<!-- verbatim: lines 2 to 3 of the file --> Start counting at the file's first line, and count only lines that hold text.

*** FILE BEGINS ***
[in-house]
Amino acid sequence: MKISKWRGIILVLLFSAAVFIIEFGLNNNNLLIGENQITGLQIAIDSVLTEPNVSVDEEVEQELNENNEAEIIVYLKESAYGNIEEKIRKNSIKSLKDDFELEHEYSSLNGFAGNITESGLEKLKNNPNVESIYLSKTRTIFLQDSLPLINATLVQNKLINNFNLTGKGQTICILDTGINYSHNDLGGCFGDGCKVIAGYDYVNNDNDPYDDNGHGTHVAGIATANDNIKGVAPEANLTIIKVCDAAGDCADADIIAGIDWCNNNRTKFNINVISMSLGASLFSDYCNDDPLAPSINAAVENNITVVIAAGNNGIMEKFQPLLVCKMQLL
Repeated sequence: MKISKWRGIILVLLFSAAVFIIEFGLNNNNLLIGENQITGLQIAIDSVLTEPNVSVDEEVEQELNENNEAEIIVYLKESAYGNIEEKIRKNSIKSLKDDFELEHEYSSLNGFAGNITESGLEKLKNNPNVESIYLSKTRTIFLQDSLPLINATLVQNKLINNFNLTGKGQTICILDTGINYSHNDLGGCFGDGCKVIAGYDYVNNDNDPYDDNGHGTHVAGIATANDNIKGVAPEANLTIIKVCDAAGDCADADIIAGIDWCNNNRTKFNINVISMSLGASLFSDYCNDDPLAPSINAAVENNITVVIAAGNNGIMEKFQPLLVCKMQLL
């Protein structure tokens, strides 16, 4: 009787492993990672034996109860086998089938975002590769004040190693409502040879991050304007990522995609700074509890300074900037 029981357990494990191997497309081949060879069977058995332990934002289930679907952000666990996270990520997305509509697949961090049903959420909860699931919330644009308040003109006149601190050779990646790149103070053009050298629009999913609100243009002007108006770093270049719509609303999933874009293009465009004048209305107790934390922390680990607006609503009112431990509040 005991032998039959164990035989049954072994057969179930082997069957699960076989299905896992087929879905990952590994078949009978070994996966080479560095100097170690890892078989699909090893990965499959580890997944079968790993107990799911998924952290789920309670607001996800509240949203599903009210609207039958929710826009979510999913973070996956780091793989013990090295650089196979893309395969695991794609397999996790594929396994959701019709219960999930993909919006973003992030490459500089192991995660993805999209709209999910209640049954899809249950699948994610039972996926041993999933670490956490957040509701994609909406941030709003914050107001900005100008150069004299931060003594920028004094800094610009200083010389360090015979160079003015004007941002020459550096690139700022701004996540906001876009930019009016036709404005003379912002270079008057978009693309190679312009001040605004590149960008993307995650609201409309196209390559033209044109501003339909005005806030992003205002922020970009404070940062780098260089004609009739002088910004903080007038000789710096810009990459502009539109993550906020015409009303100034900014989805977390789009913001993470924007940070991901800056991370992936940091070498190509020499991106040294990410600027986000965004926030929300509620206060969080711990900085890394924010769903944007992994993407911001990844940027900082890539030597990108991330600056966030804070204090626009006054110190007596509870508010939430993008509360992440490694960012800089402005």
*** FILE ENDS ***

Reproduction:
Amino acid sequence: MKISKWRGIILVLLFSAAVFIIEFGLNNNNLLIGENQITGLQIAIDSVLTEPNVSVDEEVEQELNENNEAEIIVYLKESAYGNIEEKIRKNSIKSLKDDFELEHEYSSLNGFAGNITESGLEKLKNNPNVESIYLSKTRTIFLQDSLPLINATLVQNKLINNFNLTGKGQTICILDTGINYSHNDLGGCFGDGCKVIAGYDYVNNDNDPYDDNGHGTHVAGIATANDNIKGVAPEANLTIIKVCDAAGDCADADIIAGIDWCNNNRTKFNINVISMSLGASLFSDYCNDDPLAPSINAAVENNITVVIAAGNNGIMEKFQPLLVCKMQLL
Repeated sequence: MKISKWRGIILVLLFSAAVFIIEFGLNNNNLLIGENQITGLQIAIDSVLTEPNVSVDEEVEQELNENNEAEIIVYLKESAYGNIEEKIRKNSIKSLKDDFELEHEYSSLNGFAGNITESGLEKLKNNPNVESIYLSKTRTIFLQDSLPLINATLVQNKLINNFNLTGKGQTICILDTGINYSHNDLGGCFGDGCKVIAGYDYVNNDNDPYDDNGHGTHVAGIATANDNIKGVAPEANLTIIKVCDAAGDCADADIIAGIDWCNNNRTKFNINVISMSLGASLFSDYCNDDPLAPSINAAVENNITVVIAAGNNGIMEKFQPLLVCKMQLL